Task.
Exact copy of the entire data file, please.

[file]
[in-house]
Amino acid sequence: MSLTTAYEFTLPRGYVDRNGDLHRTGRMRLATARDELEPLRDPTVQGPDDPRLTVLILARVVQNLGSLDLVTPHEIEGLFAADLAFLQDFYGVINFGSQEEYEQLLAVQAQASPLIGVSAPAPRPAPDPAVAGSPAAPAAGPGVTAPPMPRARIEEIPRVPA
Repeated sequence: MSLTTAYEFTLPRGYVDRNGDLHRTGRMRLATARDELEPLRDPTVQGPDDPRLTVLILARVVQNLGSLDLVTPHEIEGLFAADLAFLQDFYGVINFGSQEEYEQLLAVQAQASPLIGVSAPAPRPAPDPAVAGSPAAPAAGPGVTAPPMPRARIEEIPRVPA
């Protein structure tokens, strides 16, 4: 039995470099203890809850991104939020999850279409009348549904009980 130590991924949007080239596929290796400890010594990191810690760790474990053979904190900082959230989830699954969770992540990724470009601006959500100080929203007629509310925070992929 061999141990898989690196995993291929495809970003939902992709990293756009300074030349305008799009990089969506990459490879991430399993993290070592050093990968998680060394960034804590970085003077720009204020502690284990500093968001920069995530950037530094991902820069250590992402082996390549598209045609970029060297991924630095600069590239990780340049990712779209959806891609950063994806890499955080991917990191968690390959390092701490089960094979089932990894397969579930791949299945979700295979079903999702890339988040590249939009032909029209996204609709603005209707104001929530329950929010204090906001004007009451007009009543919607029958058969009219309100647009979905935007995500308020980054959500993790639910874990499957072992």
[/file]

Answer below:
[in-house]
Amino acid sequence: MSLTTAYEFTLPRGYVDRNGDLHRTGRMRLATARDELEPLRDPTVQGPDDPRLTVLILARVVQNLGSLDLVTPHEIEGLFAADLAFLQDFYGVINFGSQEEYEQLLAVQAQASPLIGVSAPAPRPAPDPAVAGSPAAPAAGPGVTAPPMPRARIEEIPRVPA
Repeated sequence: MSLTTAYEFTLPRGYVDRNGDLHRTGRMRLATARDELEPLRDPTVQGPDDPRLTVLILARVVQNLGSLDLVTPHEIEGLFAADLAFLQDFYGVINFGSQEEYEQLLAVQAQASPLIGVSAPAPRPAPDPAVAGSPAAPAAGPGVTAPPMPRARIEEIPRVPA
């Protein structure tokens, strides 16, 4: 039995470099203890809850991104939020999850279409009348549904009980 130590991924949007080239596929290796400890010594990191810690760790474990053979904190900082959230989830699954969770992540990724470009601006959500100080929203007629509310925070992929 061999141990898989690196995993291929495809970003939902992709990293756009300074030349305008799009990089969506990459490879991430399993993290070592050093990968998680060394960034804590970085003077720009204020502690284990500093968001920069995530950037530094991902820069250590992402082996390549598209045609970029060297991924630095600069590239990780340049990712779209959806891609950063994806890499955080991917990191968690390959390092701490089960094979089932990894397969579930791949299945979700295979079903999702890339988040590249939009032909029209996204609709603005209707104001929530329950929010204090906001004007009451007009009543919607029958058969009219309100647009979905935007995500308020980054959500993790639910874990499957072992």